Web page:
Wednesday, February 17, 2010

Ve[i]l-la Wars

"If you don't want to lift the veil, don't vote". Ground-breaking as it may sound, the Supreme Court ruling has not even the most remote significance towards secularism, as many people, including the man I worship, Jug Suraiya, seem to be suggesting.

It is just a matter of security and identification, and as such shouldn't be opposed by anyone. Getting a photograph clicked is not a big deal, and the guy at the polling booth isn't a predator. Then again, the decision should be left to the woman concerned to be made. No matter what Muslim groups say (and most of them are in favour of the court ruling), the decision is ultimately the woman's.

As for France, their decision is simply a violation of human rights. The hijab is not always forced on women, and individuals have the right to wear what they like, without being dictated by the government. Not being a Muslim myself, I really can't tell, but a suggested reading is "Does My Head Look Big In This?" by Randa Abel-Fattah.


  1. Thank You, Madam. Now please continue wasting your time on Facebook.

  2. Getting a photograph clicked is a big deal indeed, because later when we're inflicted with terror strikes, we put the onus on the government.

  3. I quite agree with the rest of the post!

  4. What you have written is actually true....its sad and bothering too when people interfere in others
    life.But not only in France,its happening all over the world.For instance -look at how the Talibans dictate the living of the people in Afghanistan,the attack on the Sikh fraternity in USA after the 9/11 attacks....the list is endless!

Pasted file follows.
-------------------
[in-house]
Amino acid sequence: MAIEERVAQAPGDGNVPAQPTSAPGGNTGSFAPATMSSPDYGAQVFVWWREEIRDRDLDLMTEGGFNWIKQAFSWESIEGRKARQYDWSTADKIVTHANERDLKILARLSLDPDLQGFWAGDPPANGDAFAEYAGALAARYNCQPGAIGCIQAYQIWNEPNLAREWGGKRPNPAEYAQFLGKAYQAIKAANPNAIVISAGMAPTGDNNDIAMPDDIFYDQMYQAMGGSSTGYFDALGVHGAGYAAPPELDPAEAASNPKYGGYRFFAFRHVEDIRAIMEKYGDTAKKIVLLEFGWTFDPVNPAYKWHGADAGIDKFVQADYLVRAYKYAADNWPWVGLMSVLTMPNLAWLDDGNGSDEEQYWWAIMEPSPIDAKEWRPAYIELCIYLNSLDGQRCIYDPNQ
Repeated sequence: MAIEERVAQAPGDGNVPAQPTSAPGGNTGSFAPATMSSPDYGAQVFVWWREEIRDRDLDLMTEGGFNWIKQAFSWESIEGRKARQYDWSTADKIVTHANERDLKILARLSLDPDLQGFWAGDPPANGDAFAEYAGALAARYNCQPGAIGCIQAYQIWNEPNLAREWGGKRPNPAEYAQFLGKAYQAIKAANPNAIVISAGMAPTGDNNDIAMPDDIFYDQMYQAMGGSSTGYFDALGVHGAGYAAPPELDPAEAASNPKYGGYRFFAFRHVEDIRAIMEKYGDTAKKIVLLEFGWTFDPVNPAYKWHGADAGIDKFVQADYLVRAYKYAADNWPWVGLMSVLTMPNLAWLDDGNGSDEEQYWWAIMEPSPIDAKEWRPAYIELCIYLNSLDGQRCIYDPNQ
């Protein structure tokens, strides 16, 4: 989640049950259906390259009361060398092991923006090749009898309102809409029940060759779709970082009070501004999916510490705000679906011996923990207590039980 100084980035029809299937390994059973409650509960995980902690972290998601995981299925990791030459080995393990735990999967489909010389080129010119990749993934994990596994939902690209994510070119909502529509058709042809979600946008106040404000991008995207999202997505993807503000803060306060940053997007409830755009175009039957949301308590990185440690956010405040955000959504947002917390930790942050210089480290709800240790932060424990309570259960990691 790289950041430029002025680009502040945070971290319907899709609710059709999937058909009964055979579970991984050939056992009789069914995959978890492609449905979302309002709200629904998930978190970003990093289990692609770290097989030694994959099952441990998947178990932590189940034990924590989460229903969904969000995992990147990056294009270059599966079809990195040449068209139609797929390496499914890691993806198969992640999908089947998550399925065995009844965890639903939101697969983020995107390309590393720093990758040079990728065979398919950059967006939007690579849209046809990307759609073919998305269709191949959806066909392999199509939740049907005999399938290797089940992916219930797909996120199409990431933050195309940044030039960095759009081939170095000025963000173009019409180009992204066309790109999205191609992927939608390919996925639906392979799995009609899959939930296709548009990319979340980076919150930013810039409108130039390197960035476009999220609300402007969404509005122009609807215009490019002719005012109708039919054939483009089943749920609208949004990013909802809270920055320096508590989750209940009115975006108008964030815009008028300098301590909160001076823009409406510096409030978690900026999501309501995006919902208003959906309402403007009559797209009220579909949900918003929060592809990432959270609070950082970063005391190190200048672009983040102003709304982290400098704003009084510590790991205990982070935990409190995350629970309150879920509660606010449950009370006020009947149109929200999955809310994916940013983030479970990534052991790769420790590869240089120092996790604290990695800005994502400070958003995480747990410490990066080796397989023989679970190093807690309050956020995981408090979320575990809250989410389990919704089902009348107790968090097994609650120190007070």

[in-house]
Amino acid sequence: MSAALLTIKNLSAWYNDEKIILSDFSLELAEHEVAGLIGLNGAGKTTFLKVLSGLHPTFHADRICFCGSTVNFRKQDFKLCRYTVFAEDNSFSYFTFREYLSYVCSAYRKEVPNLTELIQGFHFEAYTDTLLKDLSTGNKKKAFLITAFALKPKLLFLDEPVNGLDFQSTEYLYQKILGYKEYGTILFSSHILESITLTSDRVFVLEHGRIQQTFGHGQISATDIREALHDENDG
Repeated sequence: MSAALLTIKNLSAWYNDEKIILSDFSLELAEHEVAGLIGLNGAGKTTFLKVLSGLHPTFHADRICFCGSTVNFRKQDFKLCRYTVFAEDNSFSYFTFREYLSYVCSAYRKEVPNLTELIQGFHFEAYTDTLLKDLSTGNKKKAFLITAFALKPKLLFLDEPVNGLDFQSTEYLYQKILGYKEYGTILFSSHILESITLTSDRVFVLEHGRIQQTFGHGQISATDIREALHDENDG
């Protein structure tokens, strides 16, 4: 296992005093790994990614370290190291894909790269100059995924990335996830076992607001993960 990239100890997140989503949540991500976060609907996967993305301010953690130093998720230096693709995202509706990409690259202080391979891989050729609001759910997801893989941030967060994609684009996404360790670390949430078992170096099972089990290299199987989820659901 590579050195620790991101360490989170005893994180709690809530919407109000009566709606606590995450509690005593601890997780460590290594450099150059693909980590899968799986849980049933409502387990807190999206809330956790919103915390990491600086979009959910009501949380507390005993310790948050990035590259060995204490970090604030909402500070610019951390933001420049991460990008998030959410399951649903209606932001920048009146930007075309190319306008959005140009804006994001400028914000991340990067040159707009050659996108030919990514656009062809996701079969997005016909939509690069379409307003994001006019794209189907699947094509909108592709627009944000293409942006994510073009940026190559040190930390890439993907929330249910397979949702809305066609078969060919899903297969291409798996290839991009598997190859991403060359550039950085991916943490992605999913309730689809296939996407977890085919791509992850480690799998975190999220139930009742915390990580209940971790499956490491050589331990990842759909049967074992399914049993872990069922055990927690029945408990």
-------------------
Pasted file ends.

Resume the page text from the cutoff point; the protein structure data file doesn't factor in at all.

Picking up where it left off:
5. That's right...only no one objects to first world interference...

  6. I have a slightly different view on this topic. BTW, the blog is beautifully written! I am a fan!

    When it comes to the hijab, I think the French government has the right to enforce the rule that has been agreed upon/passed by a due process. It is a rule of the society and in a society, its constituents are expected to follow its rule, whether they like it or not. This has nothing to do with individual freedom, and freedom of expression/religion, whatever. The right to freedom (of any kind) cannot trump the agreed-upon norms/laws of the society. Anarchy is sure to follow otherwise. Individuals do not have the right to wear what they like - I cannot wear a swimsuit in a restaurant, nor can I wear business suit at a swimming pool.

    I do agree that everyone has the right to protest the rule(s) they disagree with. And if there is enough support and ground swell, the rule(s) will be changed. But until that happens, they should be prepared to face the consequence of breaking the rules - should they choose to break them.

  7. Thank you!
    You're probably right, but you can't undermine the role of movements in a democracy. Elected representatives can't lord over minorities.


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